This week, two visits charted a course for the future of Ukraine. President Zelenskyi traveled to Berlin to meet with Chancellor Merkel. Later in the week, Merkel met with the U.S. President Joe Biden in the United States.
Nord Stream 2 was one of the topics high on the agenda of both meetings. What are the prospects of the gas transit through Ukraine after Nord Stream 2 goes into operation? What are the ways to compensate for Ukraine’s economic losses that Nord Stream 2 entails? Are there ways to guarantee Ukraine’s security as Russia will cut dependence on the gas transit through Ukraine? We’ve picked the highlights from the media reviews, read on.
Zelenskyi’s position: Nord Stream 2 can be part of the Normandy discussion. During his meeting with Chancellor Merkel, President Zelenskyi was consistent in emphasizing that Nord Stream 2 is not just an economic challenge, but is primarily a security threat to Ukraine. What’s at stake is the security in the region – not maintaining the Russian gas transit through Ukraine will untie the hands of the aggressor.
“Nord Stream 2 going into operation is a potential threat to security in the region. Russian troops massed at our border further prove that,” Zelenskyi said.
The Ukrainian President underscored the security dimension and suggested to put Nord Stream 2 on the agenda of the Normandy talks. “We need to consider (the construction of Nord Stream 2) all together, with Germany, France and other participants of the Normandy format, as it is inseparable from Ukraine’s security,” Zelenskyi added.
Zelenskyi calls to increase pressure on Russia. Germany had been demonstrating unwavering support to the sovereignty and territorial integrity of Ukraine, and to the peace settlement efforts in Donbas, Zelenskyi said at the joint press conference with the German Chancellor Merkel in Berlin.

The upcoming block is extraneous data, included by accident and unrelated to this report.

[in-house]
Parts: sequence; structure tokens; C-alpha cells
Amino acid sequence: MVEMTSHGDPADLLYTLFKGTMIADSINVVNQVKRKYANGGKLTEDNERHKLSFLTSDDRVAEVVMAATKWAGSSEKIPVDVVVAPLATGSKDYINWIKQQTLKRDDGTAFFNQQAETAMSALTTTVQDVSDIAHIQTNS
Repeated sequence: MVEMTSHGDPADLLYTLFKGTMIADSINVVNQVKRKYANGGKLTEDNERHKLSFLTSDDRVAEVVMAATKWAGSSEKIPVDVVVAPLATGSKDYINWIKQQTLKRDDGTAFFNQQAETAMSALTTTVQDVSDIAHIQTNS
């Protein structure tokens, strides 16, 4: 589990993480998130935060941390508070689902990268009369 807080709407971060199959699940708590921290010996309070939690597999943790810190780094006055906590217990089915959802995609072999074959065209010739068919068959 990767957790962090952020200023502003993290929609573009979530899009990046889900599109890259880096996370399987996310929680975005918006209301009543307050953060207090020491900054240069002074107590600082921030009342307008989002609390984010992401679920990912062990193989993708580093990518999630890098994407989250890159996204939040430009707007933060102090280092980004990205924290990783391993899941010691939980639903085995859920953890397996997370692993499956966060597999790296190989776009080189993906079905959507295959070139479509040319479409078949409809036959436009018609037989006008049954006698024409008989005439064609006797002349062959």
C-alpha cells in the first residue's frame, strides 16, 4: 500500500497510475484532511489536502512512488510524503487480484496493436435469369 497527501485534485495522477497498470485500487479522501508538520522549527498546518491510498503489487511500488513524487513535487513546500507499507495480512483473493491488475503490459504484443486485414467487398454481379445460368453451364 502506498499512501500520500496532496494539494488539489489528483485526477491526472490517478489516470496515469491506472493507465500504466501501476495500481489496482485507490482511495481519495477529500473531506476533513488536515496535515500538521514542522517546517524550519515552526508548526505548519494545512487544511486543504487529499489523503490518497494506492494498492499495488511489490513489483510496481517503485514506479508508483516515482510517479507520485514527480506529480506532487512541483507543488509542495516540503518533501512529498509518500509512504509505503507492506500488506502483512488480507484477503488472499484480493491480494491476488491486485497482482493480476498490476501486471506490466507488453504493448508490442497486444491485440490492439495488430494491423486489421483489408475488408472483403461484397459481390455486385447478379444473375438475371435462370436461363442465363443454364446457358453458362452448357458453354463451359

Zelenskyi thanked Germany and France for drafting the document entitled “Key clusters for implementation of the Minsk agreements”. “Ukraine has endorsed the draft, it is currently being considered by Russia. So far, only Russia has not accepted those steps set to end the war in Donbas,” Volodymyr Zelenskyi said. He also called to increase pressure on Russia over the implementation of its commitments toward peace settlement.
“All countries, we all need to put pressure on Russia to hold a meeting in the Normandy format, end the war in eastern Ukraine, and restore sovereignty over our illegally occupied territories,” the Ukrainian President said. Zelenskyi would welcome the U.S. President Biden joining the Normandy talks.
A surprise meeting between Zelenskyi and Merkel’s likely successor. The visit of Zelenskyi was to start on July 12, the office of the German Chancellor said. But the Ukrainian President arrived a day earlier, on July 11. His meeting with Armin Laschet, the governor of the German state of North Rhine-Westphalia in Berlin on July 11 was a surprise.
Laschet is one of Germany’s 16 state governors. He is also the conservative’s (CDU/CSU) candidate for chancellor. Laschet has all chances to succeed Angela Merkel as German Chancellor.